I was wondering how you would translated kidney pudding. I have pudding de rognon, but I don't know that it is right. i have never had this before, since I am American, so i am not exactly sure what i am talking about.
It would be a mistake to try to translate directly.
Steak & kidney pie, chicken mushroom pie, etc have no equivalent in the French cuisine. Let alone the typical consistency of the specific pastries.
It's the same as translating 'croissant' simply as a breadroll. There's simply more to it than that.
So, if an equivalent WOULD exist, what could it best be called?
Unfortunately, as there's savoury pies made of different kinds of pastry, it gets more and more complicated, lol.
'Tartelette' describes both firm and fragile pastries (NOT identical to traditional English pastries) from which the top is open; the content of the pie is visible.
'Tourte' describes both firm and fragile pastries from which the top is covered by more pastry; you cannot see the inside of the pie.
'Feilleté" is more the kind of pastry used. Although, it IS also used as a word for 'pie' itself.
Since I've seen steak & kidney pies both opened and closed, both translations are possible. It all comes down to what the pie looks like.
... Be ready to be surprised!!
So it started all with kidney pudding. Pudding or, a 'pud', is a typical English term, mostly interpreted as pie.
A pudding originally is ""a kind of sausage: the stomach or one of the entrails of a pig, sheep, etc., stuffed with minced meat, suet, seasoning, boiled and kept till needed,"
As to the origin of the word, it's most likely from:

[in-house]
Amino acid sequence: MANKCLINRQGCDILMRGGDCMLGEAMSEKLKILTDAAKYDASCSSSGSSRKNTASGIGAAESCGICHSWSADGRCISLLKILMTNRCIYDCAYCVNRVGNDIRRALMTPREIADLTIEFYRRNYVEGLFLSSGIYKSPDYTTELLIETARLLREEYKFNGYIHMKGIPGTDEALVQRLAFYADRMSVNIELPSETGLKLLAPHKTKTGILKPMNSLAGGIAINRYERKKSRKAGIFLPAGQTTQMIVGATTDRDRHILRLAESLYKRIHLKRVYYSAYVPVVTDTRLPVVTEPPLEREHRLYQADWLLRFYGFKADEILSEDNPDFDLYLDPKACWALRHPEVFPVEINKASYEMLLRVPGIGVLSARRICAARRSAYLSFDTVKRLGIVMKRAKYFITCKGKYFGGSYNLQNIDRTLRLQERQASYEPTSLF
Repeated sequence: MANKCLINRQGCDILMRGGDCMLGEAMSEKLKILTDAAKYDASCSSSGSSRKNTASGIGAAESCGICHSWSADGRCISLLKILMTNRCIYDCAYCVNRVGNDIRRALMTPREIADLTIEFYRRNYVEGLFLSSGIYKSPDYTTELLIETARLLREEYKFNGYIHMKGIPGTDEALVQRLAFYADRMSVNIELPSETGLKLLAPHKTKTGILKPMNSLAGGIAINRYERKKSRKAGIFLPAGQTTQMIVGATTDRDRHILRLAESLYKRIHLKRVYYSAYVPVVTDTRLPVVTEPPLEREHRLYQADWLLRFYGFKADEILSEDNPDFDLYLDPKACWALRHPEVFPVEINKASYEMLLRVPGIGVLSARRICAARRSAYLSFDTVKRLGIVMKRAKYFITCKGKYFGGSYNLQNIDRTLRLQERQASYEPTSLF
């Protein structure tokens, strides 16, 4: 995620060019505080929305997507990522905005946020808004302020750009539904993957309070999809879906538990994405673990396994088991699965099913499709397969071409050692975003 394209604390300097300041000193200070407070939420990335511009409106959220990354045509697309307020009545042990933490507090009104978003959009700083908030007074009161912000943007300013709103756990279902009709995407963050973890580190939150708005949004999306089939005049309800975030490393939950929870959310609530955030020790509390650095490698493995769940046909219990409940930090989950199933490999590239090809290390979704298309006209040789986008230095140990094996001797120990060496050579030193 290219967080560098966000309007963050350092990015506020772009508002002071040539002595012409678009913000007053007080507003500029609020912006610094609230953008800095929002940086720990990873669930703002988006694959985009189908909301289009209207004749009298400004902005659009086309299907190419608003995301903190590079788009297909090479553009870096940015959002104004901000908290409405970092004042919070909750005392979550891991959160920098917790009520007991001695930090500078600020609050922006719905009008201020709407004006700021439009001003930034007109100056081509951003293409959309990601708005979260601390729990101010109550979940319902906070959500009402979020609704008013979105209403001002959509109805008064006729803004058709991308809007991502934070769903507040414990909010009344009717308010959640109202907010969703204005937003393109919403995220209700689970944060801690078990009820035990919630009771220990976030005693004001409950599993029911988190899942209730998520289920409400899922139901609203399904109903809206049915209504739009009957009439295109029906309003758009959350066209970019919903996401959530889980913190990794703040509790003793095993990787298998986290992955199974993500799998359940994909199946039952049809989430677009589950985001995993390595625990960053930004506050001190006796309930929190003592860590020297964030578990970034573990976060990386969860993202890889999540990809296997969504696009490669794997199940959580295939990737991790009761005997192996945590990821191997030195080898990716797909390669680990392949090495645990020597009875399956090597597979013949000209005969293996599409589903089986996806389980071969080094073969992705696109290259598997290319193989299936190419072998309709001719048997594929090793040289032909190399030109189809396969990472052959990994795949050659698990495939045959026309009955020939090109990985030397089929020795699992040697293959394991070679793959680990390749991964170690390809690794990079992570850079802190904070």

-pud- "to swell" (early west germanic, as modern English stems from it)
An entrail filled with minced meat, etc WOULD swell, wouldn't it? Not to mention smell........
By the way, the way of storing food in entrails is called 'pudde' in German and 'boudin' in French (originally).
Between English-speakers, the confusion lies here: the term 'pudding' is nowadays mostly used (outside England) as a sweet dish. Such as custard pudding, for instance.
The problem with english is that it is such a common language, we forget there's a lot of difference between the different 'versions' of it and the 'original'.
Yes, but we're not talking about pies here, but puddings. And while you're right about 'pudding' being used for various sausage-y type things, that's only a distration here. A kidney pudding, with or without steak, traditionally involves encasing the meat in suet and steaming it for ages, which is why I objected to all the pastry/cooked in oven terms.
I would imagine it logical that entrails were simply replaced by pastries eventually. Cooking food evolved... although in some countries more than others, lol....
Hence, pies ARE puddings (made of pastry). However, a 'Yorkshire pud' has absolutely nothing to do with a sausage at all. It's become such a common word, that all various kinds of meanings, interpretation etc are mixed up.
Here, I would just say that the way we use words surpasses what words were or are. What I want to say is that I'd rather go for a translation that seems natural in the target language than for a translation that is spot on (dictionnary, etymology etc...).
And joleen, I might agree with you to some extent. But OTOH, in this country at least people are becoming ever more concerned about what is going into their food, and a translation that simply implies pastry rather than suet would not go down well with vegetarians (I believe there are a few of those in France, LOL), so I don't think we can totally abandon correctness.
Yuck. I suppose they exist in black pudding (if I wasn't already put off, I am now!), but fortunately neither steak, kidney or suet are entrails. Anyway, now we've established that it's steak and kidney pudding we're talking about that might make it a little easier for you to work out whether there's a French term for it.